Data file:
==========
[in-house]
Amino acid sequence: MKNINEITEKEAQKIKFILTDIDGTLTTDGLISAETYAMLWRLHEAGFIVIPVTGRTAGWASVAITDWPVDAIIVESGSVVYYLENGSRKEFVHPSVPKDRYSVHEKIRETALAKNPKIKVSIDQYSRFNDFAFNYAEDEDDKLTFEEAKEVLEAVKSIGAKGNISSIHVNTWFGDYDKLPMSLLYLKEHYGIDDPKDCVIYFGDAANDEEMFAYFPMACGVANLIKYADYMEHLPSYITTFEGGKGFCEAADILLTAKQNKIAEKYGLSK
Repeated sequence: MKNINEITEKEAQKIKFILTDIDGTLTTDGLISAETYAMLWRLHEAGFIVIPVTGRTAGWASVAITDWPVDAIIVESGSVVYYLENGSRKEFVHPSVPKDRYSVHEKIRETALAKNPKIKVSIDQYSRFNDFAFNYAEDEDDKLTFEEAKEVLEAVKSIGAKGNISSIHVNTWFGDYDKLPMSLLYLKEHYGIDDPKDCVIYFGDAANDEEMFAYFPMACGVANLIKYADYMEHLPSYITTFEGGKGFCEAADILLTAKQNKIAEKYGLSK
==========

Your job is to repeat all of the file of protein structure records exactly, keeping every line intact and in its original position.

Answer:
[in-house]
Amino acid sequence: MKNINEITEKEAQKIKFILTDIDGTLTTDGLISAETYAMLWRLHEAGFIVIPVTGRTAGWASVAITDWPVDAIIVESGSVVYYLENGSRKEFVHPSVPKDRYSVHEKIRETALAKNPKIKVSIDQYSRFNDFAFNYAEDEDDKLTFEEAKEVLEAVKSIGAKGNISSIHVNTWFGDYDKLPMSLLYLKEHYGIDDPKDCVIYFGDAANDEEMFAYFPMACGVANLIKYADYMEHLPSYITTFEGGKGFCEAADILLTAKQNKIAEKYGLSK
Repeated sequence: MKNINEITEKEAQKIKFILTDIDGTLTTDGLISAETYAMLWRLHEAGFIVIPVTGRTAGWASVAITDWPVDAIIVESGSVVYYLENGSRKEFVHPSVPKDRYSVHEKIRETALAKNPKIKVSIDQYSRFNDFAFNYAEDEDDKLTFEEAKEVLEAVKSIGAKGNISSIHVNTWFGDYDKLPMSLLYLKEHYGIDDPKDCVIYFGDAANDEEMFAYFPMACGVANLIKYADYMEHLPSYITTFEGGKGFCEAADILLTAKQNKIAEKYGLSK